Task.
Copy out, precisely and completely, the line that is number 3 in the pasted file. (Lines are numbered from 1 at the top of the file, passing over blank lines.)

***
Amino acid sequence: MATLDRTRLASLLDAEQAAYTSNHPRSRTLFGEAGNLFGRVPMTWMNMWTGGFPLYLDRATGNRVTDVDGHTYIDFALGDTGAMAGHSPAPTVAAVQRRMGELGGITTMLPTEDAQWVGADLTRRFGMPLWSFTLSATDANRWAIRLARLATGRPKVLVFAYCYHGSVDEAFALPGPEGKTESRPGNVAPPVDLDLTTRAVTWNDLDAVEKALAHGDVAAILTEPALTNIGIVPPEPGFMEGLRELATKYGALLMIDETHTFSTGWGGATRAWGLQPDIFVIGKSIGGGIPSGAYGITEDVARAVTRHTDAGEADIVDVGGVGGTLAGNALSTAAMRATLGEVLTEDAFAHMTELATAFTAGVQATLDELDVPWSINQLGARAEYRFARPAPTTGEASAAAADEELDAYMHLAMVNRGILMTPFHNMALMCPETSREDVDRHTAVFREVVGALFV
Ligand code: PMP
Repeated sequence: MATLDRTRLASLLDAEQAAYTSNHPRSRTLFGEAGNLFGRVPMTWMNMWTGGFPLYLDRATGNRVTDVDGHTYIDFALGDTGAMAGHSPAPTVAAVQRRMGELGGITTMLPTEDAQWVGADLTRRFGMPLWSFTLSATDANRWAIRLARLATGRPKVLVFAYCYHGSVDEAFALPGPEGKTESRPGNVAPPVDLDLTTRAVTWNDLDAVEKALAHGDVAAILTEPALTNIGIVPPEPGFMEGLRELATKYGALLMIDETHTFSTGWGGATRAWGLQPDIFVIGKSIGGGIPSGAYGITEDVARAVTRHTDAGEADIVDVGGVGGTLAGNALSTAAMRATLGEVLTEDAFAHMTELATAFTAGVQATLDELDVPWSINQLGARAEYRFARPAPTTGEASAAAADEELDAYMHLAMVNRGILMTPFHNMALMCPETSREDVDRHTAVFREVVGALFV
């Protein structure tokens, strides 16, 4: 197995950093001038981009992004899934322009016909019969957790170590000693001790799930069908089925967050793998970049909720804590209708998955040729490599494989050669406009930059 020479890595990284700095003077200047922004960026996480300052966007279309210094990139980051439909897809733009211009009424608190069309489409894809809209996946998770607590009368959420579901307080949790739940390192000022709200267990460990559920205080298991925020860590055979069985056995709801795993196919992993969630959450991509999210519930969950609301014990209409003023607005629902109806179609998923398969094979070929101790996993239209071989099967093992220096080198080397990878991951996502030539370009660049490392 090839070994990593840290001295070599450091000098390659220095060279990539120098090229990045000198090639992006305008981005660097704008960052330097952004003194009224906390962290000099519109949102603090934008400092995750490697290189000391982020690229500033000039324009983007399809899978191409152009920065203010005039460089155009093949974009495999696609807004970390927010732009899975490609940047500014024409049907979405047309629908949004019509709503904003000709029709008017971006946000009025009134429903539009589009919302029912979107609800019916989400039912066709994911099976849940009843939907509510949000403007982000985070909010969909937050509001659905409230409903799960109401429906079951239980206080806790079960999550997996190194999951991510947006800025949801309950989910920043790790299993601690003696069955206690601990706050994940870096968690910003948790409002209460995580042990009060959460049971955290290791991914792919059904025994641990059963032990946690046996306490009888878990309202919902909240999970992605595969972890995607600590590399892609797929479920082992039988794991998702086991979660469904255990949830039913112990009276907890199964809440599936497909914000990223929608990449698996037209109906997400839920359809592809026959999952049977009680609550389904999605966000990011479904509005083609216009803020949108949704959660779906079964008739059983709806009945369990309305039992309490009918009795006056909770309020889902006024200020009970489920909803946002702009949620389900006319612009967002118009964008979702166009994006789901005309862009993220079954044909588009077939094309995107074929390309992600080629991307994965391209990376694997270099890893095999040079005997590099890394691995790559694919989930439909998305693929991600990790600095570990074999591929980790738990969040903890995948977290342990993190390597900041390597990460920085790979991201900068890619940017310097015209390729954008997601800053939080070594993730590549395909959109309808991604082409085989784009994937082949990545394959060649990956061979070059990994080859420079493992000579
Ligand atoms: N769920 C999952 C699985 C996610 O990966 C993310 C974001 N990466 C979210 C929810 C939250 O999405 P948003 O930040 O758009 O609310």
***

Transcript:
Repeated sequence: MATLDRTRLASLLDAEQAAYTSNHPRSRTLFGEAGNLFGRVPMTWMNMWTGGFPLYLDRATGNRVTDVDGHTYIDFALGDTGAMAGHSPAPTVAAVQRRMGELGGITTMLPTEDAQWVGADLTRRFGMPLWSFTLSATDANRWAIRLARLATGRPKVLVFAYCYHGSVDEAFALPGPEGKTESRPGNVAPPVDLDLTTRAVTWNDLDAVEKALAHGDVAAILTEPALTNIGIVPPEPGFMEGLRELATKYGALLMIDETHTFSTGWGGATRAWGLQPDIFVIGKSIGGGIPSGAYGITEDVARAVTRHTDAGEADIVDVGGVGGTLAGNALSTAAMRATLGEVLTEDAFAHMTELATAFTAGVQATLDELDVPWSINQLGARAEYRFARPAPTTGEASAAAADEELDAYMHLAMVNRGILMTPFHNMALMCPETSREDVDRHTAVFREVVGALFV